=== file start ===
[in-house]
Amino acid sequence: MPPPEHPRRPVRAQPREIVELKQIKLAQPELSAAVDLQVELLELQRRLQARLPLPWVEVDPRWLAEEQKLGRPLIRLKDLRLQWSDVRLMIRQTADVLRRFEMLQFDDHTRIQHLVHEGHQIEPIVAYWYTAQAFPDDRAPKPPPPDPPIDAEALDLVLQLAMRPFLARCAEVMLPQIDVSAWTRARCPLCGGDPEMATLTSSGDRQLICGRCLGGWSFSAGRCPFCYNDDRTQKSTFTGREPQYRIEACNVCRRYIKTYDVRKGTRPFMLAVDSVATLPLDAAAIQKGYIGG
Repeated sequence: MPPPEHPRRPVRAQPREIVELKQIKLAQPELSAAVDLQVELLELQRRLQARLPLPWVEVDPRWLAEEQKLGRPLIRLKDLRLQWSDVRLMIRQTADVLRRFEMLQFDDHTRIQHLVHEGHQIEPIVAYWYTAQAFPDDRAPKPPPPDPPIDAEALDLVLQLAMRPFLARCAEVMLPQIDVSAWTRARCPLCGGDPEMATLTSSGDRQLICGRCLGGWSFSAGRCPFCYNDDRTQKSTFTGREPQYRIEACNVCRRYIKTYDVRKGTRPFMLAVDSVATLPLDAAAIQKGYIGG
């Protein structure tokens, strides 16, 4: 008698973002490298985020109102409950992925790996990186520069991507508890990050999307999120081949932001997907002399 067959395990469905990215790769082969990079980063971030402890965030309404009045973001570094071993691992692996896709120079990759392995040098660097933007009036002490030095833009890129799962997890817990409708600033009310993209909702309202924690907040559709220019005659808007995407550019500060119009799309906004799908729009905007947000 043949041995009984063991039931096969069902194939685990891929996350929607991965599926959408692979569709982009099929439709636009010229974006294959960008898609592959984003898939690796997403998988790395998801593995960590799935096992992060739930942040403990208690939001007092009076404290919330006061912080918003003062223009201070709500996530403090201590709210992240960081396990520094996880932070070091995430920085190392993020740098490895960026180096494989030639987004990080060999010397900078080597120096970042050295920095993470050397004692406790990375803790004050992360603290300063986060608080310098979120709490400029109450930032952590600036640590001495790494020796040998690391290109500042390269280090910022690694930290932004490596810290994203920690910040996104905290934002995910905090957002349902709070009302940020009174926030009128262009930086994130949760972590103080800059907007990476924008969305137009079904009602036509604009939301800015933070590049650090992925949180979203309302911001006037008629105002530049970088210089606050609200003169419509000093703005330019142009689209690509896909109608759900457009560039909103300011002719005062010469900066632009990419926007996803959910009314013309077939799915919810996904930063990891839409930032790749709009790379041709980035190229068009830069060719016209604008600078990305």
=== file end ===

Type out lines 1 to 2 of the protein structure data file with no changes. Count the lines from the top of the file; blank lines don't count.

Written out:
[in-house]
Amino acid sequence: MPPPEHPRRPVRAQPREIVELKQIKLAQPELSAAVDLQVELLELQRRLQARLPLPWVEVDPRWLAEEQKLGRPLIRLKDLRLQWSDVRLMIRQTADVLRRFEMLQFDDHTRIQHLVHEGHQIEPIVAYWYTAQAFPDDRAPKPPPPDPPIDAEALDLVLQLAMRPFLARCAEVMLPQIDVSAWTRARCPLCGGDPEMATLTSSGDRQLICGRCLGGWSFSAGRCPFCYNDDRTQKSTFTGREPQYRIEACNVCRRYIKTYDVRKGTRPFMLAVDSVATLPLDAAAIQKGYIGG